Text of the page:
Chances that the Federal Reserve will launch a third round of money printing have risen slightly over the past month to 60%, according to a Reuters poll that also showed economists lowering economic growth expectations for this year and next.
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Most forecasters have turned more pessimistic on the economy, despite recent, modestly better news on retail sales, payrolls and the battered housing market. The trimmed quarterly growth forecasts for a third straight month.
The latest findings are based on a survey of 17 of the Wall Street primary dealers who deal directly with the Fed, as well as an additional 44 economists in the monthly Reuters Poll.
It was the first time this wide sample of economists put the probability of more quantitative easing, or QE3, at greater than 50%, with one economist saying there was a 95% chance the Fed will act.
The latest consensus was for $500 billion in additional government bond purchases, on top of the $2.3 trillion the Fed has already bought. The highest forecast was for $750 billion. The majority of economists polled thought the Fed's next policy meeting in September was the most likely time for any announcement on QE3. These increased chances of more money printing come despite recent speculation in financial markets that the Fed will wait and see how the economy performs instead of further inflating its swollen balance sheet.
Fed Chairman Ben Bernanke's highly anticipated speech at a gathering in Jackson Hole, Wyoming, later this month is likely to shed some light - but perhaps not as much as many now expect - on the central bank's plans. "While the Fed is drifting ever closer to QE3, we think the chairman will offer only a lukewarm signal at Jackson Hole. He does not like to front-run his committee," said Ethan Harris, North American economist at Bank of America Merrill Lynch.
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"With indecisive data and a Fed meeting just two weeks ahead, he will likely repeat the last directive, underscoring that the Fed is 'closely monitoring' the economy," he wrote in a note.
Economists lowered their expectations for gross domestic product to 1.8% in the current quarter from 2.0% following a disappointing 1.5% annualized pace in the April-June period.
Fourth-quarter growth is now seen at 2.0%, down from 2.2%, and the consensus for next year as a whole fell to 2%, the survey's lowest prediction for 2013 so far.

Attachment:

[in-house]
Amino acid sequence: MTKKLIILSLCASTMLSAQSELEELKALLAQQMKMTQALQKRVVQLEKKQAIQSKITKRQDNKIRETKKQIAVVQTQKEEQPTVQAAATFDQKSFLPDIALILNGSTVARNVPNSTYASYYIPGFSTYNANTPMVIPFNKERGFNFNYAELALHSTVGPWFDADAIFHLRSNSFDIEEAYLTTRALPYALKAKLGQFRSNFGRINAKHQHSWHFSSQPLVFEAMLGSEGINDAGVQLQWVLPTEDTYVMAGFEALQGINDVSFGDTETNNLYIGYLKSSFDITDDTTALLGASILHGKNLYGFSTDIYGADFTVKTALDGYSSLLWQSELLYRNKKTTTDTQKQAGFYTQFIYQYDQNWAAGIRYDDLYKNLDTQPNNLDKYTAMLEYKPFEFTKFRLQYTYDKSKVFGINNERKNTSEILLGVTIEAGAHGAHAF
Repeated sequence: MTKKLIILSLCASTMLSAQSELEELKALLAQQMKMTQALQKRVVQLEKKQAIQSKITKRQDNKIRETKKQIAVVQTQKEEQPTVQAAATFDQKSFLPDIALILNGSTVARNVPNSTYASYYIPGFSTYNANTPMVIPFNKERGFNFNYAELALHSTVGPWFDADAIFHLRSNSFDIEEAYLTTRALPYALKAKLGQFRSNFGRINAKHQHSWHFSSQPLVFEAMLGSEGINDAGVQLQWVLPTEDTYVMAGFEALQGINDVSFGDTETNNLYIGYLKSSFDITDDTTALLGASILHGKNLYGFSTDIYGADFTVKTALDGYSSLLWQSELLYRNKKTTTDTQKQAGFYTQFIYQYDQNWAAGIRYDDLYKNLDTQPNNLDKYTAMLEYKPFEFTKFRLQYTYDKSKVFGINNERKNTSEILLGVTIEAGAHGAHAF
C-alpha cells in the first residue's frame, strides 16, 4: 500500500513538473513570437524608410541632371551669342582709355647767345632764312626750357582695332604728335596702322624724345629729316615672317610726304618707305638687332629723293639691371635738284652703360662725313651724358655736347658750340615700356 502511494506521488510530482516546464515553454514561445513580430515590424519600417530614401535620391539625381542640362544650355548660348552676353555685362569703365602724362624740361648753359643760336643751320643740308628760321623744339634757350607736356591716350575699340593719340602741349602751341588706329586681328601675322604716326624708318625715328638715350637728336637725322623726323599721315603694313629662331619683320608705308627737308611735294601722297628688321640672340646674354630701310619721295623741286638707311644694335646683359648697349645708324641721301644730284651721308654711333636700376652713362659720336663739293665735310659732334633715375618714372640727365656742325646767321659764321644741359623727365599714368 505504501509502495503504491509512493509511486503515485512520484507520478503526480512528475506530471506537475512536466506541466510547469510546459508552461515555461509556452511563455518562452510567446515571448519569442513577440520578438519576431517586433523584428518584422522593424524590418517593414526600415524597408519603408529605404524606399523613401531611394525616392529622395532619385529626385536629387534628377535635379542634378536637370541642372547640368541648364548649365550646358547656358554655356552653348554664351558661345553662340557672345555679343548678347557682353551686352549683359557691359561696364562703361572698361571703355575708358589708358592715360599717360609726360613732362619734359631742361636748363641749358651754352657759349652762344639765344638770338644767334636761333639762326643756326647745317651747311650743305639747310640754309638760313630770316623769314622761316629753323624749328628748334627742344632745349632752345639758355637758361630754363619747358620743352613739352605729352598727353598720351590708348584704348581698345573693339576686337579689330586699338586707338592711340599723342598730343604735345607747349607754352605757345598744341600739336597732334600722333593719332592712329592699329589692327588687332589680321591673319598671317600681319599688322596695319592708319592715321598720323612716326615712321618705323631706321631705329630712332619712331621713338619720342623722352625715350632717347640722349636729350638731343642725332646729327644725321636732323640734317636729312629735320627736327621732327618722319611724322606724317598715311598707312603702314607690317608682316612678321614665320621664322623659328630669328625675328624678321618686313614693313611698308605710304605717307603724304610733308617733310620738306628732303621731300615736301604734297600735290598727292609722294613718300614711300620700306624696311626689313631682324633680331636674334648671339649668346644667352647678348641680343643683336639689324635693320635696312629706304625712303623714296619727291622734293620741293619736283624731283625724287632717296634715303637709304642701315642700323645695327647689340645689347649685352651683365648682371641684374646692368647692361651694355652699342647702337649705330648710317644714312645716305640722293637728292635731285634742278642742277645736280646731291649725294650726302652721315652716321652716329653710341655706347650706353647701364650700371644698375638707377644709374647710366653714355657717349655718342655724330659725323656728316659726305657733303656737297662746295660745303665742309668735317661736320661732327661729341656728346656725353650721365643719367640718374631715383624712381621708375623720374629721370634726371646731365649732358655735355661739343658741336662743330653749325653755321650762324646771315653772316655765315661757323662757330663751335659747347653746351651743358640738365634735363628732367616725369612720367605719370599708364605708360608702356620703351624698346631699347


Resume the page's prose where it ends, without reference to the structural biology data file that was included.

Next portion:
Inflation expectations remained tame.
"The economy is growing but (is) barely at its potential," said Mark Zandi, chief economist at Moody's Analytics. "I'd say it's muddling along." The outlook for the job market also remains modest at best.
Economists ratcheted up their expectations for average non-farm payrolls growth in the current quarter and others, but appeared to do so mostly because of a modest improvement in the
latest data. The outlook was better in polls earlier this year. Payrolls are expected to average 135,000 per month in the third quarter, up from 123,000 predicted in the July poll.
That hiring pace is forecast to pick up slowly to 150,000 per month late this year and early next, rising to 191,000 by the end of 2013 - still a modest rate of jobs growth in a recovery period.
The $4 trillion worth of expiring tax cuts and automatic government spending reductions that are set to kick in the new year are seen as one of the main reason businesses are reluctant to hire or invest.
Dubbed the "fiscal cliff," analysts pegged it as one of the biggest threats to the economy.
An end-of-the-year showdown among lawmakers is expected following the November presidential election and an acrimonious fight could sap consumer and company confidence, as last year's debate over the debt ceiling did.
"There's very little incentive right now for a firm to increase their pace of hiring or add any new equipment in any substantial way until there's more clarity," said Sam Bullard, senior economist at Wells Fargo.
Slower growth in trading partners China and Brazil, as well as the euro zone's still unresolved debt crisis are restraining businesses from investing. The euro zone is headed in the opposite direction, due for another recession